In 1948, financed by the United States Air Force, the Bureau began design and construction of SEAC, the Standards Eastern Automatic Computer. The computer went into operation in May 1950 using a combination of vacuum tubes and solid-state diode logic. About the same time the Standards Western Automatic Computer, was built at the Los Angeles office of the NBS by Harry Huskey and used for research there. A mobile version, DYSEAC, was built for the Signal Corps in 1954. Due to a changing mission, the "National Bureau of Standards" became the "National Institute of Standards and Technology" in 1988. Following September 11, 2001, NIST conducted the official investigation into the collapse of the World Trade Center buildings. NIST, known between 1901 and 1988 as the National Bureau of Standards, is a measurement standards laboratory known as a National Metrological Institute, a non-regulatory agency of the United States Department of Commerce; the institute's official mission is to: Promote U. S. innovation and industrial competitiveness by advancing measurement science and technology in ways that enhance economic security and improve our quality of life.
NIST had an operating budget for fiscal year 2007 of about $843.3 million. NIST's 2009 budget was $992 million
Object Management Group
The Object Management Group is a computer industry standards consortium. OMG Task Forces develop enterprise integration standards for a range of technologies. OMG provides only specifications, does not provide implementations, but before a specification can be accepted as a standard by OMG, the members of the submitter team must guarantee that they will bring a conforming product to market within a year. This is an attempt to prevent unimplemented standards. Other private companies or open source groups are encouraged to produce conforming products and OMG is attempting to develop mechanisms to enforce true interoperability. OMG hosts four technical meetings per year for interested nonmembers; the Technical Meetings provide a neutral forum to discuss and adopt standards that enable software interoperability. Founded in 1989 by eleven companies, OMG's initial focus was to create a heterogeneous distributed object standard; the founding executive team included John Slitz. Current leadership includes Chairman and CEO Richard Soley, President and COO Bill Hoffman and Vice President and Technical Director Larry L. Johnson.
Since 2000, the OMG international headquarters has been located in Massachusetts. In November 2012, the headquarters was moved from 140 Kendrick St to 109 Highland Ave; the goal of the OMG was a common portable and interoperable object model with methods and data that work using all types of development environments on all types of platforms. In 1997, the Unified Modeling Language was added to the list of OMG adopted technologies. UML is a standardized general-purpose modeling language in the field of object-oriented software engineering. In June 2005, the Business Process Management Initiative and OMG announced the merger of their respective Business Process Management activities to form the Business Modeling and Integration Domain Task Force. In 2006 the Business Process Model and Notation was adopted as a standard by OMG. In 2007 the Business Motivation Model was adopted as a standard by the OMG; the BMM is a metamodel that provides a vocabulary for corporate governance and strategic planning and is relevant to businesses undertaking governance, regulatory compliance, business transformation and strategic planning activities.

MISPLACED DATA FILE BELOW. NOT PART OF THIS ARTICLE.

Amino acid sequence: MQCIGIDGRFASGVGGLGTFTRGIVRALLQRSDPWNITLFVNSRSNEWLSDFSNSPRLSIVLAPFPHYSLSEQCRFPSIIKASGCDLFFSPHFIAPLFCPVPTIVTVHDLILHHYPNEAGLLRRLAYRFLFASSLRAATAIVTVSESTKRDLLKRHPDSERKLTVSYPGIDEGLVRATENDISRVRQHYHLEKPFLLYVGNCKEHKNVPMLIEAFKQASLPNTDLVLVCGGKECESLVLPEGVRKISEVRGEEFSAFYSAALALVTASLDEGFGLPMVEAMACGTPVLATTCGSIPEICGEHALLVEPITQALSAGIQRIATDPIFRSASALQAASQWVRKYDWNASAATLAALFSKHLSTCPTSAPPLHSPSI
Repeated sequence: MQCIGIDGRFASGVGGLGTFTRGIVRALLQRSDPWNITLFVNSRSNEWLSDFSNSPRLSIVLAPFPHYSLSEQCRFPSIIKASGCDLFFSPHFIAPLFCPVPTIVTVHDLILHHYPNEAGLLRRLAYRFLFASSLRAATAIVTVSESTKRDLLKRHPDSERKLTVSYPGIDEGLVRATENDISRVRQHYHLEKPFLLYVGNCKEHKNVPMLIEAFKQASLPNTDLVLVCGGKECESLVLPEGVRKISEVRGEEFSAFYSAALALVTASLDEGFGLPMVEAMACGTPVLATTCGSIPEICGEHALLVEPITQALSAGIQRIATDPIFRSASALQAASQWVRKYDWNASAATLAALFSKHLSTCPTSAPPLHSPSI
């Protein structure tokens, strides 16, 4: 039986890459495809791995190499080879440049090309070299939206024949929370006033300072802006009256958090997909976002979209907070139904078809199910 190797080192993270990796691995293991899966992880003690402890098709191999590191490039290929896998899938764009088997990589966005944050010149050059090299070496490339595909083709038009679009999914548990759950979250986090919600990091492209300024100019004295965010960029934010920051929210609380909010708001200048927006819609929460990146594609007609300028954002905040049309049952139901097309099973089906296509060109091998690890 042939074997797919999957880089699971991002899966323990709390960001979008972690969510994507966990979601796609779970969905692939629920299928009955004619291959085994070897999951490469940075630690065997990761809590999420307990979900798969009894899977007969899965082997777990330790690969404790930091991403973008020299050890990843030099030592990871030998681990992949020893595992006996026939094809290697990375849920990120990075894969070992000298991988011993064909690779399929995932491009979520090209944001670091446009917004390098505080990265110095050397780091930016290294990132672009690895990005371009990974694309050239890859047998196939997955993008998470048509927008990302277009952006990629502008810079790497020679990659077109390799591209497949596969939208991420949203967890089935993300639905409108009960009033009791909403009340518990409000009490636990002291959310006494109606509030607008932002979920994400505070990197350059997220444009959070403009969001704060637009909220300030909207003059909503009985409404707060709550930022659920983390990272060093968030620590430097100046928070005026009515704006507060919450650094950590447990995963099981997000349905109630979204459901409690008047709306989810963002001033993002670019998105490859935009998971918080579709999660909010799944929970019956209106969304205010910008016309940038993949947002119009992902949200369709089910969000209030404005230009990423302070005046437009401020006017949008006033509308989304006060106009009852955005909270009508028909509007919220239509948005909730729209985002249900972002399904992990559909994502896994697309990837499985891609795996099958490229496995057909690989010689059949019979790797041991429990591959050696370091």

In 2009 OMG, together with the Software Engineering Institute at Carnegie Mellon launched the Consortium of IT Software Quality. In 2011 OMG formed the Cloud Standards Customer Council. Founding sponsors included CA, IBM, Kaavo and Software AG; the CSCC is an OMG end user advocacy group dedicated to accelerating cloud's successful adoption, drilling down into the standards and interoperability issues surrounding the transition to the cloud. In September 2011, the OMG Board of Directors unanimously voted to adopt the Vector Signal and Image Processing Library as the latest OMG specification. Work for adopting the specification was led by Mentor Graphics' Embedded Software Division, RunTime Computing Solutions, The Mitre Corporation as well as the High Performance Embedded Computing Software Initiative. VSIPL is an application programming interface. VSIPL and VSIPL + + contain functions used for other computations; these functions include basic arithmetic, transcendental, signal processing, linear algebra, image processing.